SHORTEN: Well, let's go to the heart of the matter. The heart of the matter is, are the Labor tax cuts good for Australians? 13.6 million Australians are going to be able to keep more of what they earn. And the tax cuts are so good that even Peter Dutton, whilst initially his crew were all over the paddock, they did eventually come on board. So, I think the verdict on the tax cuts is they're good for Aussies and we have finalised that position over summer.

ABO: So why do you need to sell it? But yes, I mean Pete, you did come through, I understand on a bet with Bill handing over $20 that you promised for rolling over on the proposal. Is that right?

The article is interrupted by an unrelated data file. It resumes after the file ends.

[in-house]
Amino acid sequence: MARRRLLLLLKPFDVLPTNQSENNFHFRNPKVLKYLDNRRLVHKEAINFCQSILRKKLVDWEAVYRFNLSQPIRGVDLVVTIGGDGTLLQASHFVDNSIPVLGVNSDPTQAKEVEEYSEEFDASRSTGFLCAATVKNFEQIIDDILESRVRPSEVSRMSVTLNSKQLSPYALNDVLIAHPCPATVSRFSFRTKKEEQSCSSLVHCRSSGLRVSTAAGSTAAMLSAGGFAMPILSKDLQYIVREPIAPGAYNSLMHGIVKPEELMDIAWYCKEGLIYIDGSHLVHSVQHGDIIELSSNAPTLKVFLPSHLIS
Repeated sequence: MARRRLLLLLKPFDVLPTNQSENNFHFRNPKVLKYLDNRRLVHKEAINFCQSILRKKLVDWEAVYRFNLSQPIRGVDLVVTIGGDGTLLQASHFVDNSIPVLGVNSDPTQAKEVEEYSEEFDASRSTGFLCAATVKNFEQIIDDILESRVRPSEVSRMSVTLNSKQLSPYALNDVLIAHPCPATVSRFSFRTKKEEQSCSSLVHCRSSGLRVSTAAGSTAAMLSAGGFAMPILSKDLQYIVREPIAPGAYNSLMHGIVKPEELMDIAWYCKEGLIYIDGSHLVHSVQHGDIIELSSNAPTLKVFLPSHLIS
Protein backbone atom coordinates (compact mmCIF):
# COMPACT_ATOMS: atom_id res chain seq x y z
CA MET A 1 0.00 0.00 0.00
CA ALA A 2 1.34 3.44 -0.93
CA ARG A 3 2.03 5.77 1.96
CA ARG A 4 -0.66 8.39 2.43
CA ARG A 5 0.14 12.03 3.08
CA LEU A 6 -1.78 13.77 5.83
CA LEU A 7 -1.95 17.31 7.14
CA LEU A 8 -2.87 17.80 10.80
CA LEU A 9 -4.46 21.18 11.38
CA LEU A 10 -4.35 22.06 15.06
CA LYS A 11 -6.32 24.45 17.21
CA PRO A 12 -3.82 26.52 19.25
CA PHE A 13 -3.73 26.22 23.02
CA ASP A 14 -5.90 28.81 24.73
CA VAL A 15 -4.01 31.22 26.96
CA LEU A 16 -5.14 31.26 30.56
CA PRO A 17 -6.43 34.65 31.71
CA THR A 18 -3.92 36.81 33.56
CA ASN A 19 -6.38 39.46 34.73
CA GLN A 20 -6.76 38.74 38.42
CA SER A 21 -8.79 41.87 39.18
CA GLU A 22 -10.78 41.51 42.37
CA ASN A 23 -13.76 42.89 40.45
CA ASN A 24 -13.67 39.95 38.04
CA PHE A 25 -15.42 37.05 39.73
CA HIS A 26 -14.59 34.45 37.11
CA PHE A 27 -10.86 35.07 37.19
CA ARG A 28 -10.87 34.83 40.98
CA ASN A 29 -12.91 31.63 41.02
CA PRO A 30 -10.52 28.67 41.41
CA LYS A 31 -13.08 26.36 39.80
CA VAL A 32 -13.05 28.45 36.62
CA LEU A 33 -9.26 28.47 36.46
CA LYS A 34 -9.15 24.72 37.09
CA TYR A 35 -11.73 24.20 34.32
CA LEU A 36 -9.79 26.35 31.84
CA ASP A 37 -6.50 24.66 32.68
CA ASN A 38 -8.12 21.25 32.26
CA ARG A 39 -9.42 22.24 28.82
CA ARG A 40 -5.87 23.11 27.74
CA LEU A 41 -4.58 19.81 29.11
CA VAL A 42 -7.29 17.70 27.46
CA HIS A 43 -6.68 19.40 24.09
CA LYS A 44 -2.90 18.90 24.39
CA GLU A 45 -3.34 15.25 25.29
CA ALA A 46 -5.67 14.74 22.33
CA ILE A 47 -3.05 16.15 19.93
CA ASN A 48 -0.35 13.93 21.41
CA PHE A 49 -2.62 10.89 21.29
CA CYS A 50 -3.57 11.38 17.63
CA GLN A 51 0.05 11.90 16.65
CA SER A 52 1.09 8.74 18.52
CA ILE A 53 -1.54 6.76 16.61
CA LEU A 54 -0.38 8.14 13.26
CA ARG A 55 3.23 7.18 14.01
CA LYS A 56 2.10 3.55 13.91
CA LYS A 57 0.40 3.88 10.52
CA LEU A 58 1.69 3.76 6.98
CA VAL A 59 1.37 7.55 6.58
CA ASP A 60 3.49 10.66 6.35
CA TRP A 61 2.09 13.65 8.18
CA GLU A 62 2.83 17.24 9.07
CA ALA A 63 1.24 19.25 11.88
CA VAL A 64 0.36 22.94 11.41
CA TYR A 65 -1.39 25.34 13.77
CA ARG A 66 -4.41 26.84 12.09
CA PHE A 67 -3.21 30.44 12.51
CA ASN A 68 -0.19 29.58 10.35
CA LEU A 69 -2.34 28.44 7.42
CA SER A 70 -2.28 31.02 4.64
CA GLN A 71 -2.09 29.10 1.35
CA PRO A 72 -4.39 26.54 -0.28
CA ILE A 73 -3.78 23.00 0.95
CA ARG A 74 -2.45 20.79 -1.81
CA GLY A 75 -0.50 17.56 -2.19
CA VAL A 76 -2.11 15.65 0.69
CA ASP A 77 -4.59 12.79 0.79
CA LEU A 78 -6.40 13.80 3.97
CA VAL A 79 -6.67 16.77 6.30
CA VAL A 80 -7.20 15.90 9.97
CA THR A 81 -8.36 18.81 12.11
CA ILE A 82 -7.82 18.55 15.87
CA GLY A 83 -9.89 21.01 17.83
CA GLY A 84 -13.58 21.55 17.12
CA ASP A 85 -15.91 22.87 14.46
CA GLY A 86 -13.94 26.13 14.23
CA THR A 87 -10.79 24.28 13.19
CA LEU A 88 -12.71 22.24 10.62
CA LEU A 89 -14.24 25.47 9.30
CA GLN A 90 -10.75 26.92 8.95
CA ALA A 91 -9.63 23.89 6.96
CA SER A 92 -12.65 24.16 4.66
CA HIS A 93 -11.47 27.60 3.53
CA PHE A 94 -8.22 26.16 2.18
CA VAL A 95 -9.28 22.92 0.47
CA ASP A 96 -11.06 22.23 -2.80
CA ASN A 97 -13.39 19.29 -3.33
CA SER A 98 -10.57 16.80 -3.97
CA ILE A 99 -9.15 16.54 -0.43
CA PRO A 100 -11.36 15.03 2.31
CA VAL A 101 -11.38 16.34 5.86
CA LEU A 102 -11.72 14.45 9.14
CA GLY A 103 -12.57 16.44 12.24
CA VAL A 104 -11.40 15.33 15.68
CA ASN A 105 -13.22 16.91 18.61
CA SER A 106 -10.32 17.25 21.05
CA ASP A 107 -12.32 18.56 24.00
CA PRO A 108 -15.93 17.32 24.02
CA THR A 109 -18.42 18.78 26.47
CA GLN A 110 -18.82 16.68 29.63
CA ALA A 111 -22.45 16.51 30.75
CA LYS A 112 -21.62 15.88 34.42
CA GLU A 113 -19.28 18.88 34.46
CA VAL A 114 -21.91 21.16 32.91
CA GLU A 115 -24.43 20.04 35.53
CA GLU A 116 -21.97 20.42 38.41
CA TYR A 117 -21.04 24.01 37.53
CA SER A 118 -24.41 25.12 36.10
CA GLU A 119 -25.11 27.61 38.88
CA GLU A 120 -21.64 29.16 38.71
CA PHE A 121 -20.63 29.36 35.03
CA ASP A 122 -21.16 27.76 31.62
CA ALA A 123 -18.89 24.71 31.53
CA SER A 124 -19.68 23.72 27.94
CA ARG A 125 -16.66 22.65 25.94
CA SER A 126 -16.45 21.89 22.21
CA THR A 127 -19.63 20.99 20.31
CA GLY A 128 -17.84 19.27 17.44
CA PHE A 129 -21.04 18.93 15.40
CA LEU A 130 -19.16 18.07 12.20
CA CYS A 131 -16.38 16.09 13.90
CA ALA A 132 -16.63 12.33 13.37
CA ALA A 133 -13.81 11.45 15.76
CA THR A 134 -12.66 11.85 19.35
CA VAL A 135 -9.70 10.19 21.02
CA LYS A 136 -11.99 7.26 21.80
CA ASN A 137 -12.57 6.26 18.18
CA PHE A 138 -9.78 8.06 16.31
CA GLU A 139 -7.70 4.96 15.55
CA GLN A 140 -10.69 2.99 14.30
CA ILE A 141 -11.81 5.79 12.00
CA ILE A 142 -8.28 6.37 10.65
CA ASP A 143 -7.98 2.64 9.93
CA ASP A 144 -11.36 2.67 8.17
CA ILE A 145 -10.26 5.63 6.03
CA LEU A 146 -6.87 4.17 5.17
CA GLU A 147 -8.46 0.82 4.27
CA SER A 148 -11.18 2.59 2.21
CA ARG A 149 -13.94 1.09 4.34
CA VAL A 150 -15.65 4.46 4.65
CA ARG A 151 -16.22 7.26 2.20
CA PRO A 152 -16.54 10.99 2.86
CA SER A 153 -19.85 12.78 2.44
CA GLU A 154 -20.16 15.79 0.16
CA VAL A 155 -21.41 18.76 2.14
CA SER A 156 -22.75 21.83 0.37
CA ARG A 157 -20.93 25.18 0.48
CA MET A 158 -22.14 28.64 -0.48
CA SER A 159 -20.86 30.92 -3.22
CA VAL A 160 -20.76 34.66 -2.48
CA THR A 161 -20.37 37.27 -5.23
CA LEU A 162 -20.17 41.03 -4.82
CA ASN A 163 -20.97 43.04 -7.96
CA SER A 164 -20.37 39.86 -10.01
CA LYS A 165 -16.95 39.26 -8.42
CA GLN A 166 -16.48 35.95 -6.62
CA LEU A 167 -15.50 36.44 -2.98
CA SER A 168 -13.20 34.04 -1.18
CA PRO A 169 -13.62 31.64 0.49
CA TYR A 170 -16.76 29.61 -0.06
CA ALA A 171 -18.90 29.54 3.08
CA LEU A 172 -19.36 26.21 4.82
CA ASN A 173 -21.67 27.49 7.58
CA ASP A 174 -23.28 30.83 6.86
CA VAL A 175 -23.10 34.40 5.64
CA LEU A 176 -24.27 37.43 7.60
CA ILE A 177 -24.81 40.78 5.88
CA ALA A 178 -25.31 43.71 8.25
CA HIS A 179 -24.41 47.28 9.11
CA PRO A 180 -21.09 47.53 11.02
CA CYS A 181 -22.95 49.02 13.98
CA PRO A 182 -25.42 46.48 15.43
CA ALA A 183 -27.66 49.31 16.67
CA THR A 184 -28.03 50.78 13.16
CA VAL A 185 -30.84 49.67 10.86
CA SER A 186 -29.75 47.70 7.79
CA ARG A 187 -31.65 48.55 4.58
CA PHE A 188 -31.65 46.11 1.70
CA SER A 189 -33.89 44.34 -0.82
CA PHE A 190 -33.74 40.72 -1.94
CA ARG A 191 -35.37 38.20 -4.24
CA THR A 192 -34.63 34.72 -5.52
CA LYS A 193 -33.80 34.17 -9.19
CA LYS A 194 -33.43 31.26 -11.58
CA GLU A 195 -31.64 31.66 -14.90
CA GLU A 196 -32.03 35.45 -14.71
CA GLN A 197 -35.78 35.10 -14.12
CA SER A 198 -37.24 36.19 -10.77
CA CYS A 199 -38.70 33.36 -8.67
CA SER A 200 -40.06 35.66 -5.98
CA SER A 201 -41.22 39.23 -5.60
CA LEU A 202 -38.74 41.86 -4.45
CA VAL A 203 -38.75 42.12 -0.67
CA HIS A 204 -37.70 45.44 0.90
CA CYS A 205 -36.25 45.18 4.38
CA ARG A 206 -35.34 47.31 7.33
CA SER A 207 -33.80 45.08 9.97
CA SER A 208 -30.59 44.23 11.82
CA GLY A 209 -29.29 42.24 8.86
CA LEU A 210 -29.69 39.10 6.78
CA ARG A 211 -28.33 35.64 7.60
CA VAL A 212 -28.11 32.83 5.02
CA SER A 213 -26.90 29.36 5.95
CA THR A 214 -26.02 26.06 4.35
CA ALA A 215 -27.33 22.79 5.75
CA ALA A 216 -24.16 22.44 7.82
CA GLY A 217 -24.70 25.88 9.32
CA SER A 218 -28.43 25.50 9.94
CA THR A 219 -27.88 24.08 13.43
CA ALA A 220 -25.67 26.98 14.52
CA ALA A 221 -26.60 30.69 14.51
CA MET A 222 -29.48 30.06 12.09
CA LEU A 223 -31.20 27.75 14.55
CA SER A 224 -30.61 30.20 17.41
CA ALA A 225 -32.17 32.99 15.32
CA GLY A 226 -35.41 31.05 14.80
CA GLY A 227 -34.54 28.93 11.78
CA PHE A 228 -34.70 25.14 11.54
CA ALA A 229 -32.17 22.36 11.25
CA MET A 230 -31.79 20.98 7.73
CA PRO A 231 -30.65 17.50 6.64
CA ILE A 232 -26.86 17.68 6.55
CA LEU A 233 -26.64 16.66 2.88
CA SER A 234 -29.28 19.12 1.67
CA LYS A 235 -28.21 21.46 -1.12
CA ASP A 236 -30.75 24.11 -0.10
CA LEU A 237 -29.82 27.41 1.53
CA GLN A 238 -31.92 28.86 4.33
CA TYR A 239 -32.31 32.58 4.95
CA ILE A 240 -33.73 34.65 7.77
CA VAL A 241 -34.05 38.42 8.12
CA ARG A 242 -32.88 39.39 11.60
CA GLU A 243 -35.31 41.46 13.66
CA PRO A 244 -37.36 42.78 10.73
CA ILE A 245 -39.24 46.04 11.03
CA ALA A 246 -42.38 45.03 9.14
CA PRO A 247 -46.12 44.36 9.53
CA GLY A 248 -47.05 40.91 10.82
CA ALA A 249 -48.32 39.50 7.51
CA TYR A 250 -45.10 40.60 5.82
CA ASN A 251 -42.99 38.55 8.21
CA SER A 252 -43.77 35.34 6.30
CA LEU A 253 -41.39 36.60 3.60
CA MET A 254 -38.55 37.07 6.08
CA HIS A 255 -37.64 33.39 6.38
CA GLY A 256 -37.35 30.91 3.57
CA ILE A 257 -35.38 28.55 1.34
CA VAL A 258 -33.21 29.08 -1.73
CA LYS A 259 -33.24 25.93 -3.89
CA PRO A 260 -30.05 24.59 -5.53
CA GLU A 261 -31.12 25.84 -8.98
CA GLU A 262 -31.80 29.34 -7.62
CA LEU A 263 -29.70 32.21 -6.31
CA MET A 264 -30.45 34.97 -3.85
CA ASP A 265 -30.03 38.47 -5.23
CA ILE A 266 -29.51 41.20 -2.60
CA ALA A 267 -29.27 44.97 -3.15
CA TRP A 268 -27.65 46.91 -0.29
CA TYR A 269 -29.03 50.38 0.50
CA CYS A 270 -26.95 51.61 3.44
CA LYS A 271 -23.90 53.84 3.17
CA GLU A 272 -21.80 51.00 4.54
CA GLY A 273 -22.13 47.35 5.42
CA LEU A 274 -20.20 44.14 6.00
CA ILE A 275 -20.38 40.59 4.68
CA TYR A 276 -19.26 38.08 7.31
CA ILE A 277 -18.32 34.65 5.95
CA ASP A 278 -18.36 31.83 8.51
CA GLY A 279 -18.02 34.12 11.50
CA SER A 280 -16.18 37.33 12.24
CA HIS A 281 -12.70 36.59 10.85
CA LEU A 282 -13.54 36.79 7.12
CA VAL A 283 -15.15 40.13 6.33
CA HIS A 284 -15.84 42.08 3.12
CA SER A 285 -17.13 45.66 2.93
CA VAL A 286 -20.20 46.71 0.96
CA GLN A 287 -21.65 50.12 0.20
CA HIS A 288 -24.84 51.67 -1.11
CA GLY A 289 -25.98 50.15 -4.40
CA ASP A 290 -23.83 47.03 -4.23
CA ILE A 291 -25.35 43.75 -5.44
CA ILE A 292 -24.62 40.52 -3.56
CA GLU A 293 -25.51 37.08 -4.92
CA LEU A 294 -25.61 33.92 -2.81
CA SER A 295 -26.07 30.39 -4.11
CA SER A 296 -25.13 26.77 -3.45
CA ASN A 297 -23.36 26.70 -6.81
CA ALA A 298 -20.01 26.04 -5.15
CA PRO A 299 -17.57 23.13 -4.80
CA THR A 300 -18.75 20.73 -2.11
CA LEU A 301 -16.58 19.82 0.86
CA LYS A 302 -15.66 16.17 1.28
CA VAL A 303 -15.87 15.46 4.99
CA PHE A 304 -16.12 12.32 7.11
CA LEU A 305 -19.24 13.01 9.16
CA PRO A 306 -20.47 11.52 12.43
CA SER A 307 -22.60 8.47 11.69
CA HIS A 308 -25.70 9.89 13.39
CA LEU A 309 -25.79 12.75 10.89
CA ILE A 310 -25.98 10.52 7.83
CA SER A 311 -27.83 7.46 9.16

DUTTON: I did. I was happy to give it to him. I was going to get him a Richard Marles cap for the Today Show, but we'll do that for Christmas. I don't know where Richard is. Look, Sarah, just a couple of points. I mean, obviously, you know, the tax cuts don't start until the 1st of July and yet people are under huge pressure right now. Secondly, it's about $15 a week and people will take whatever money they can at the moment because, you know, they're searching for $150 a week in their budgets. Their mortgages have gone up and the government's had two budgets where they've made decisions have actually made it harder. Inflation is higher than it should be. And people's mortgages therefore are more expensive. So, it's okay for Bill to claim that people are getting $15 a week on the 1st of July, but it's just being eaten up when you go to the supermarket or when you're paying your insurance bill. Gas is up by 29%, electricity up by 20%. The government promised all of those prices would go down and there's just been absolutely none of it.